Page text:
10 Reasons College Costs So Much

College Rankings
Famed architect Frank Gehry designed the Stata Center at the Massachusetts Institute of Technology. © Archive; ES/Arcaid/Corbis

The annual college rankings published by U.S. News & World Report are a very big deal. Every time a college moves up in the rankings, it experiences a significant bump in applications, which means it can be more selective, which translates into higher average SAT scores for incoming freshmen, less money spent on financial aid and more money spent on student services [source: Ehrenberg]. Even better, all of those factors are part of the formula that the publication uses to determine its rankings, so the school is even more likely to climb higher the next year.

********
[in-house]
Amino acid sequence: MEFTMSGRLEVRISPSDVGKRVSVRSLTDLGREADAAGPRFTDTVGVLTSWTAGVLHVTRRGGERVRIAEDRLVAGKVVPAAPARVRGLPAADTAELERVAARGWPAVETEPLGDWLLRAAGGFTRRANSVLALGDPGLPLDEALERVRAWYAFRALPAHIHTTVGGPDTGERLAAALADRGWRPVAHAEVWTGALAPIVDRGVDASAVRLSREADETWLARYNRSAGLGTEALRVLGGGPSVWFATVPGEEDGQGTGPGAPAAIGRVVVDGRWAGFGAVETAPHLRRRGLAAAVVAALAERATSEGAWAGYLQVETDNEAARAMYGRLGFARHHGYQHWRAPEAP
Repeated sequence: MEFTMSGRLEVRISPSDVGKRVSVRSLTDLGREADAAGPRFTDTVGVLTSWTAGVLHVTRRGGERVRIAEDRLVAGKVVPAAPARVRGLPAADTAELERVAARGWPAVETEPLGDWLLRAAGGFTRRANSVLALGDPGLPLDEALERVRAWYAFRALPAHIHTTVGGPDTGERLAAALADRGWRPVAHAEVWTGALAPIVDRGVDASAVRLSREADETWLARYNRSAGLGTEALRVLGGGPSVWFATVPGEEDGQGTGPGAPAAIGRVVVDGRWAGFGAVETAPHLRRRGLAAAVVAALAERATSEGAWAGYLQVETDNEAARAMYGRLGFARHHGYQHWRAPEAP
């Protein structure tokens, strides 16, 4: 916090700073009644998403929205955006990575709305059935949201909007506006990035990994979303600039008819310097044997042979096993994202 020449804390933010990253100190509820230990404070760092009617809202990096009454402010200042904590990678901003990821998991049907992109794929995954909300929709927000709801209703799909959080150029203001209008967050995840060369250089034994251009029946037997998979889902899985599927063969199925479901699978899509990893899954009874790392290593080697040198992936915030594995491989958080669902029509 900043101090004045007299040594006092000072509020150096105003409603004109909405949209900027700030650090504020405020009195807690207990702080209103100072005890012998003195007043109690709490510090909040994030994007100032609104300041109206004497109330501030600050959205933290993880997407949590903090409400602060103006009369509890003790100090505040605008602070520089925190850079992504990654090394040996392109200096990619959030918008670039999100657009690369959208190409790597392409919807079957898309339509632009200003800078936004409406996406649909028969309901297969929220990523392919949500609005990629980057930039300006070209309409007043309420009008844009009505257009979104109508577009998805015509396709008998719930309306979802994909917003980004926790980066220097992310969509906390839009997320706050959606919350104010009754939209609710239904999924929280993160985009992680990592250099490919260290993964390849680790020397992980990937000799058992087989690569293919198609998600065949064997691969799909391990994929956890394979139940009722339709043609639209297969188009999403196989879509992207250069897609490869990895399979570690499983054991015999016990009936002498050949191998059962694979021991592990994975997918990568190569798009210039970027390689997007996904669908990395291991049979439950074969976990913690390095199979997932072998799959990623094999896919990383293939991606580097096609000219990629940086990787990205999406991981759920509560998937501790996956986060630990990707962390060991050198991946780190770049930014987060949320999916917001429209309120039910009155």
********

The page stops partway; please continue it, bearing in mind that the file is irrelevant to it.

The problem is that college deans have that formula memorized and are constantly trying to game the system to get a better ranking. If U.S. News rewards colleges for spending more and more per student, then it behooves the school to add that new $200-million, LEED-certified student union. Somebody has to pay for that upgrade, of course, so tuitions go up. While that might deter some students, others will be attracted even more by the school's high ranking.

To counter the negative effects of traditional college rankings, President Barack Obama proposed an alternative rating system — to be available by 2015 — that uses "access, affordability and outcomes" as the chief criteria [source: Dept. of Education]. That new system will have a long way to go, however, to unseat U.S. News.